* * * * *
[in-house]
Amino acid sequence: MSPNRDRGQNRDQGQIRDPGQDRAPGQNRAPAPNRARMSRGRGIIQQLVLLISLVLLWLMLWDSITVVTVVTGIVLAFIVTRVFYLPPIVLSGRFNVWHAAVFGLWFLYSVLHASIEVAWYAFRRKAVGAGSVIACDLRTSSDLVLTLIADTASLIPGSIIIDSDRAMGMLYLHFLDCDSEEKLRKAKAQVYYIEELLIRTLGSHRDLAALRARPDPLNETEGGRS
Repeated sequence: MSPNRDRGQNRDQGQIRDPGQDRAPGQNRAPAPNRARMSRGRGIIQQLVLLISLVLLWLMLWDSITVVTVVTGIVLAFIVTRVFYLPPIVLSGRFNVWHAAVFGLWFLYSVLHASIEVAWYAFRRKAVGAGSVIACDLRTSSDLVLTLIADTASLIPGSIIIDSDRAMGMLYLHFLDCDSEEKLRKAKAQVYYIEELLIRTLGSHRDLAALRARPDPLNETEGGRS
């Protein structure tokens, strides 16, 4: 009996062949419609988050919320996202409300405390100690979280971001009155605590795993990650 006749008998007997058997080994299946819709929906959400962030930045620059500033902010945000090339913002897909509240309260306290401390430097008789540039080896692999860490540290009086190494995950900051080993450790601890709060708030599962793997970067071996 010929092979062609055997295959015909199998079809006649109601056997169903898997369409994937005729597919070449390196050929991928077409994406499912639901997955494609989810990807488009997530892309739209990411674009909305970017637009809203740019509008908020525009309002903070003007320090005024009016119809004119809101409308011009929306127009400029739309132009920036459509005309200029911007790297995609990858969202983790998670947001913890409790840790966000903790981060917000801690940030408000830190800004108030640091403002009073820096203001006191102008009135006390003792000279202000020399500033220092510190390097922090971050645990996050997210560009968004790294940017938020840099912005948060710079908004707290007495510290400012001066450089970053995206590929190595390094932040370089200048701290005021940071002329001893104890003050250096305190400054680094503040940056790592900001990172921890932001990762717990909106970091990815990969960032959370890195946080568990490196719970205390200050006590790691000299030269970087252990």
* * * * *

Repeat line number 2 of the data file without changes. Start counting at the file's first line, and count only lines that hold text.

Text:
Amino acid sequence: MSPNRDRGQNRDQGQIRDPGQDRAPGQNRAPAPNRARMSRGRGIIQQLVLLISLVLLWLMLWDSITVVTVVTGIVLAFIVTRVFYLPPIVLSGRFNVWHAAVFGLWFLYSVLHASIEVAWYAFRRKAVGAGSVIACDLRTSSDLVLTLIADTASLIPGSIIIDSDRAMGMLYLHFLDCDSEEKLRKAKAQVYYIEELLIRTLGSHRDLAALRARPDPLNETEGGRS